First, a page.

2. Their research even suggests that the practice of downloading music may even have a “slight positive effect on the sales of the top albums.”
    2. A 2010 Government Accountability Office Report also states that sampling “pirated” goods could lead consumers to buy the “legitimate” goods.

Emphasis: The principle of emphasis states that the material included in your outline should be engaging and balanced. As you place supporting material into your outline, choose the information that will have the most impact on your audience. Choose information that is proxemic and relevant, meaning that it can be easily related to the audience’s lives because it matches their interests or ties into current events or the local area. Remember primacy and recency discussed earlier and place the most engaging information first or last in a main point depending on what kind of effect you want to have. Also make sure your information is balanced. The outline serves as a useful visual representation of the proportions of your speech. You can tell by the amount of space a main point, subpoint, or sub-subpoint takes up in relation to other points of the same level whether or not your speech is balanced. If one subpoint is a half a page, but a main point is only a quarter of a page, then you may want to consider making the subpoint a main point. Each part of your speech doesn’t have to be equal. The first or last point may be more substantial than a middle point if you are following primacy or recency, but overall the speech should be relatively balanced.

The Key Word (Alpha Numeric) Outline

key word outline is a tool  that can help with organizing research that has been done, and to identify areas where more research may be needed.  Below is an example of a key word outline on soccer. It will be used as the bases for the full-sentence outline that is next.

Specific Purpose Statement: After listening to my speech my audience will understand why soccer isn’t as popular in the United States and describe some of the actions we should take to change our beliefs and attitudes about the game.

I. Soccer new to United States

A. Globally around for thousands of years

    1. FIFA Present states “….”
    2. Basil Kane states “…”

B. Reasons not popular in USA

    1. Lots of other sport options
    2. Short attention span

II. Reasons Americans should like soccer

A.  Understand the nature of soccer

B.  View soccer as entertainment

The Formal Full Sentence Outline

image
Outlining provides a scaffolding, or structure, that will help ensure your speech is logical, coherent, and organized. Wikimedia Commons – CC BY 2.0.

The formal outline is a full-sentence outline that helps you prepare for your speech. It includes the introduction and conclusion, the main content of the body, key supporting materials, citation information written into the sentences in the outline, and a references page for your speech. The formal outline also includes a title, the general purpose, specific purpose, and thesis statement. It’s important to note that an outline is different from a script. While a script contains everything that will be said, an outline includes the main content. Therefore you shouldn’t include every word you’re going to say on your outline. This allows you more freedom as a speaker to adapt to your audience during your speech. Students sometimes complain about having to outline speeches or papers, but it is a skill that will help you in other contexts. Being able to break a topic down into logical divisions and then connect the information together will help ensure that you can prepare for complicated tasks or that you’re prepared for meetings or interviews. I use outlines regularly to help me organize my thoughts and prepare for upcoming projects.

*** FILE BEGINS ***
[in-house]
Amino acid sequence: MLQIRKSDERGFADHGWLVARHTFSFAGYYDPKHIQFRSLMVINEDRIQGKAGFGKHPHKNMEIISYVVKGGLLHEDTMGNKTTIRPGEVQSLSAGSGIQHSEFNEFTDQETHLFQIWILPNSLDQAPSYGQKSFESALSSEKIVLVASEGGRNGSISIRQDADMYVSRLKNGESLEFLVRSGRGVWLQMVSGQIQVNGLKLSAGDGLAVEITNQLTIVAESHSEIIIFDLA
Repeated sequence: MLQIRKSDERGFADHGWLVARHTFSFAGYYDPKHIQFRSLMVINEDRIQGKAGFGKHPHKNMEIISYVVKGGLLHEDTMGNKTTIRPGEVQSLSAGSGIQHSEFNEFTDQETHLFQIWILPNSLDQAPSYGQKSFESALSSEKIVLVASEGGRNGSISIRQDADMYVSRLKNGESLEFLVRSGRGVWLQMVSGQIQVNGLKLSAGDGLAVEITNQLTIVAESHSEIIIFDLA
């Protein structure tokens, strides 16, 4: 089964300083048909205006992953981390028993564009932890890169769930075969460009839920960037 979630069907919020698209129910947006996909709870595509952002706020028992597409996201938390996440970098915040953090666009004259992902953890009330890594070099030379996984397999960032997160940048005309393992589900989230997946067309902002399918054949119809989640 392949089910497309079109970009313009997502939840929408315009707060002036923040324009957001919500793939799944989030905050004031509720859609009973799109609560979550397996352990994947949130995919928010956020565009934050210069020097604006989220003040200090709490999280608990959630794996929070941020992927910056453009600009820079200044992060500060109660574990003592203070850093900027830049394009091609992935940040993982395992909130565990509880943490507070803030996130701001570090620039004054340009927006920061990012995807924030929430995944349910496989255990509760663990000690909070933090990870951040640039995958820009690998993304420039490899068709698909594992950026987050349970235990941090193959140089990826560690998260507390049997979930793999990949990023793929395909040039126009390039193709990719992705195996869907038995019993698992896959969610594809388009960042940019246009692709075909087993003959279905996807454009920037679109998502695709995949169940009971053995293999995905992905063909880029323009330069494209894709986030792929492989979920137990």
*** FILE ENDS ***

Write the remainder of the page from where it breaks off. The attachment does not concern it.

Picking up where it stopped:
Sample Full Sentence Outline

The following outline shows the beginning of a full sentence outline using the standards for formatting and content and can serve as an example as you construct your own outline. Check with your instructor to see if he or she has specific requirements for speech outlines that may differ from what is shown here.

Introduction

Attention getter: GOOOOOOOOOOOOAL! GOAL! GOAL! GOOOOOOAL!

Credibility and psychological orientation:  If you’ve ever heard this excited yell coming from your television, then you probably already know that my speech today is about soccer. Like many of you, I played soccer on and off as a kid, but I was never really exposed to the culture of the sport. It wasn’t until recently, when I started to watch some of the World Cup games with international students in my dorm, that I realized what I’d been missing out on. Soccer is the most popular sport in the world, but I bet that, like most US Americans, it only comes on your radar every few years during the World Cup or the Olympics. If, however, you lived anywhere else in the world, soccer (or football, as it is more often called) would likely be a much larger part of your life.

Logical orientation/Preview: In order to persuade you that soccer should be more popular in the United States, I’ll explain why soccer isn’t as popular in the United States and describe some of the actions we should take to change our beliefs and attitudes about the game.

Transition: Let us begin with the problem of soccer’s unpopularity in America.

Body